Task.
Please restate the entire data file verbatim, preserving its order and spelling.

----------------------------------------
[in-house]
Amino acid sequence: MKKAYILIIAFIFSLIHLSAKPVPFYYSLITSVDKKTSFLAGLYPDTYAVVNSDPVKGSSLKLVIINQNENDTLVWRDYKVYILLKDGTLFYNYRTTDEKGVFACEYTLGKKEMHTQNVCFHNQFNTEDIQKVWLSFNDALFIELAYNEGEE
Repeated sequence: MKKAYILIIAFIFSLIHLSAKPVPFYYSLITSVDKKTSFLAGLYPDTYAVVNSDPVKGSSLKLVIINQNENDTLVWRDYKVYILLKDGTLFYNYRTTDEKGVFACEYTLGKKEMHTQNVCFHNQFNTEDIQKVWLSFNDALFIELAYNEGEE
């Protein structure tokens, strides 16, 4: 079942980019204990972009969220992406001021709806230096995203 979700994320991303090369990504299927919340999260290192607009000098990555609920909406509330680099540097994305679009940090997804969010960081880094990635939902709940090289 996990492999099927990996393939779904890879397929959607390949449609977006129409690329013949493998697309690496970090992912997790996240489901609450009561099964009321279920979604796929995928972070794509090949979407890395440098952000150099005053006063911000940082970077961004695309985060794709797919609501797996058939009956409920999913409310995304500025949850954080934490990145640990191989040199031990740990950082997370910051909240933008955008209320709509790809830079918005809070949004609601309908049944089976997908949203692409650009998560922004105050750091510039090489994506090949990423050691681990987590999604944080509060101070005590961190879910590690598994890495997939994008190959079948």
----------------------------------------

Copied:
[in-house]
Amino acid sequence: MKKAYILIIAFIFSLIHLSAKPVPFYYSLITSVDKKTSFLAGLYPDTYAVVNSDPVKGSSLKLVIINQNENDTLVWRDYKVYILLKDGTLFYNYRTTDEKGVFACEYTLGKKEMHTQNVCFHNQFNTEDIQKVWLSFNDALFIELAYNEGEE
Repeated sequence: MKKAYILIIAFIFSLIHLSAKPVPFYYSLITSVDKKTSFLAGLYPDTYAVVNSDPVKGSSLKLVIINQNENDTLVWRDYKVYILLKDGTLFYNYRTTDEKGVFACEYTLGKKEMHTQNVCFHNQFNTEDIQKVWLSFNDALFIELAYNEGEE
């Protein structure tokens, strides 16, 4: 079942980019204990972009969220992406001021709806230096995203 979700994320991303090369990504299927919340999260290192607009000098990555609920909406509330680099540097994305679009940090997804969010960081880094990635939902709940090289 996990492999099927990996393939779904890879397929959607390949449609977006129409690329013949493998697309690496970090992912997790996240489901609450009561099964009321279920979604796929995928972070794509090949979407890395440098952000150099005053006063911000940082970077961004695309985060794709797919609501797996058939009956409920999913409310995304500025949850954080934490990145640990191989040199031990740990950082997370910051909240933008955008209320709509790809830079918005809070949004609601309908049944089976997908949203692409650009998560922004105050750091510039090489994506090949990423050691681990987590999604944080509060101070005590961190879910590690598994890495997939994008190959079948």